A 1927 silent feature from MGM starring Lon Chaney (in a duel roll!)
He's Grandfather Wu and (grown-up grandson) Mandarin Wu!
Based on a 1914 stage play by Henry Maurice Vernon and Harold Owen, the film centers around Mandarin Wu's daughter, a young Chinese girl who is betrothed to a young Chinese man but who instead falls in love with the handsome American guy she meets one day in her garden.
It's a pretty thin story for the first two-thirds, where we watch Wu's daughter moon over her American boyfriend, and we learn the American boy's father is a stoopid bigot and that they're moving back to America as soon as possible so say goodbye to romance. But the hitch, of course, is that the Chinese girl is pregnant by her American fella, so it's not as simple as saying, "I'll write to you! I'll always remember our interludes in the garden!" No, the daughter pleads with her lover to stay, and he loves her so much, he really wants to, blah blah romancecakes. The story picks up once Mr. Wu suspects his daughter's illicit affair and he begins spying on her.
When he finds out the truth, Wu has no choice but obey ancient Chinese law and kill his own daughter so that honor can be restored to the family. Mr. Wu also sets up a deliciously evil game of death involving the American boyfriend and his family. It's only in this last third of the film that there's any real tension or dramatic stakes. Funny how death and the threat of violence can suddenly make things so much better.
Best shot of the film is when Wu's daughter willingly kneels down in the great hall so that her father can kill her and we watch as Wu slowly draws his sword and raises it above her head, both father and daughter in total anguish over this "tradition" which demands the restoration of honor through death, and then the camera pulls back and a curtain is drawn over the scene before we can witness the actual beheading. Very effective.
Other than Wu's vengeance in the last part of the film, the only thing to recommend it is Chaney's performance and make-up. As the Grandfather Wu, Chaney is utterly unrecognizable. His ability to be so human and rascally underneath such extensive make-up is what makes Lon Chaney a genius, of course. And in his big emotional scenes as Mandarin Wu, Chaney is able to garner sympathy from the audience, even as he prepares to kill his own daughter or when he plays the twisted game of revenge against the Americans. Even in a story as thin as this, Chaney elevates the material by making his characters real. Grandfather Wu is a wisely mischevious old codger, a loving grandfather who wants to bring the teachings of the West to his grandson. As the adult grandson, Chaney plays Wu as a loving husband and father who is nevertheless bound to uphold his Chinese traditions. When he finally goes over the edge into murder and vengeance, it's hard to hate him. There are no hisses for the sadistic villain; instead, your heart breaks as you witness his descent into cruelty all because he is anguished over the loss of the people he loves.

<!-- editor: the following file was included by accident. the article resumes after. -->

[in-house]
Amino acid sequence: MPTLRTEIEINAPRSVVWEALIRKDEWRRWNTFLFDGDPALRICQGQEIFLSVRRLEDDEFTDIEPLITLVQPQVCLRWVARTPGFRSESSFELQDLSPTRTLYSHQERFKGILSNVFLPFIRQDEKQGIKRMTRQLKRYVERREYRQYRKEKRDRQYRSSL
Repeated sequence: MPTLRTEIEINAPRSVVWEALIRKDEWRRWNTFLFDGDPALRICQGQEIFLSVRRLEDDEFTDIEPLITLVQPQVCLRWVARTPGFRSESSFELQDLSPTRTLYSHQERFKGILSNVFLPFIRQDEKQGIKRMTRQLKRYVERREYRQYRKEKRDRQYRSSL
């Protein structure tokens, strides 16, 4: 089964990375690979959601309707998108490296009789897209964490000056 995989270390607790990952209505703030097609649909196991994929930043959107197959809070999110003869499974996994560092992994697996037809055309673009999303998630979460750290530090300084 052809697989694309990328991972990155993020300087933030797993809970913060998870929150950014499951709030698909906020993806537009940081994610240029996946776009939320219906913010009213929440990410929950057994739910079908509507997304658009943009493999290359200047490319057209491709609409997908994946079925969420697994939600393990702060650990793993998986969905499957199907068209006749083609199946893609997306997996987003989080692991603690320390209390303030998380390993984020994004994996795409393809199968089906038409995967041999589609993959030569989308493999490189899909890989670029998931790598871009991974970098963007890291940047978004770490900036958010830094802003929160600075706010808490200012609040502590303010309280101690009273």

One thing the film never fully addresses (at least not to my satisfaction) is the contradiction between young Wu's education by a Westerner -- something Grandfather Wu wanted for his grandson so that he might engage more fully with the world -- followed by father Wu's strict adherance to the harsh Chinese law of honor that requires he kill his own daughter. We see Mr. Wu entertaining Americans and respecting his teacher, Mr. Muir, but in the end it seems that none of that Westernization had any effect at all on Wu's thinking as he prepares to murder for the sake of the film's idea of Chinese "honor." It would have been nice if the film had addressed this issue a little more and shown how Wu came to finally reject his Westernized education and embrace the ancient Chinese ways. If they had made the story more about Wu's transformation from Westernized Chinese man to old school honor killing father it would have been far more interesting and challenging as a film. Instead, Wu's Westernized upbringing is little more than a plot device that allows the Wu family and the American family to be brought together in a few scenes. It's like the filmmakers recognized that East vs. West was a big motif lingering around the edges of the film but they were never able to actually capitalize on this motif and explore the issue in its fullest. Perhaps I'm just looking for the film to take what is subtextual and make it into actual text, but I think if they had made this angle more explicit it would have made for a more complicated and memorable film.